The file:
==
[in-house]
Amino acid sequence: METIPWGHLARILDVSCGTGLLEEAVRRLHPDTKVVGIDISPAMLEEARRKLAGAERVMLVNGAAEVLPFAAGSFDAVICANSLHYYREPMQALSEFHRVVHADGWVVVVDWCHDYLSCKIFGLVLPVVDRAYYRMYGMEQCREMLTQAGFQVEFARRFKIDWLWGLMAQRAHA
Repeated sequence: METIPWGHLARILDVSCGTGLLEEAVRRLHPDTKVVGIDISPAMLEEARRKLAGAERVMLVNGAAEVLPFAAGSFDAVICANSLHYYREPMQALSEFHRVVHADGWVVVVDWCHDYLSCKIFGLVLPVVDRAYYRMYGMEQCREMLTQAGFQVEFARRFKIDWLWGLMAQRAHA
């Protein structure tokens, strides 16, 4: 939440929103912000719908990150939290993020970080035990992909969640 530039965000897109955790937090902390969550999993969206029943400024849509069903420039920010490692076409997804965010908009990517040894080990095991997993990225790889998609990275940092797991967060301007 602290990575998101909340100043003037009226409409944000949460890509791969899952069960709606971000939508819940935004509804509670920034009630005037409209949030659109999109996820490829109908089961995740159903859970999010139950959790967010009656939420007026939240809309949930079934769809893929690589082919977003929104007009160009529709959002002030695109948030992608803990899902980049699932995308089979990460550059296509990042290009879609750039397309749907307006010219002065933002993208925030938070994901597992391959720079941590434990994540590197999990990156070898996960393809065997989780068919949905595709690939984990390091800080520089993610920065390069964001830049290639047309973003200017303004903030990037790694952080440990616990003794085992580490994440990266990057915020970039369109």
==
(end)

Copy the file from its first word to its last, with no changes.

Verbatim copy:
[in-house]
Amino acid sequence: METIPWGHLARILDVSCGTGLLEEAVRRLHPDTKVVGIDISPAMLEEARRKLAGAERVMLVNGAAEVLPFAAGSFDAVICANSLHYYREPMQALSEFHRVVHADGWVVVVDWCHDYLSCKIFGLVLPVVDRAYYRMYGMEQCREMLTQAGFQVEFARRFKIDWLWGLMAQRAHA
Repeated sequence: METIPWGHLARILDVSCGTGLLEEAVRRLHPDTKVVGIDISPAMLEEARRKLAGAERVMLVNGAAEVLPFAAGSFDAVICANSLHYYREPMQALSEFHRVVHADGWVVVVDWCHDYLSCKIFGLVLPVVDRAYYRMYGMEQCREMLTQAGFQVEFARRFKIDWLWGLMAQRAHA
């Protein structure tokens, strides 16, 4: 939440929103912000719908990150939290993020970080035990992909969640 530039965000897109955790937090902390969550999993969206029943400024849509069903420039920010490692076409997804965010908009990517040894080990095991997993990225790889998609990275940092797991967060301007 602290990575998101909340100043003037009226409409944000949460890509791969899952069960709606971000939508819940935004509804509670920034009630005037409209949030659109999109996820490829109908089961995740159903859970999010139950959790967010009656939420007026939240809309949930079934769809893929690589082919977003929104007009160009529709959002002030695109948030992608803990899902980049699932995308089979990460550059296509990042290009879609750039397309749907307006010219002065933002993208925030938070994901597992391959720079941590434990994540590197999990990156070898996960393809065997989780068919949905595709690939984990390091800080520089993610920065390069964001830049290639047309973003200017303004903030990037790694952080440990616990003794085992580490994440990266990057915020970039369109």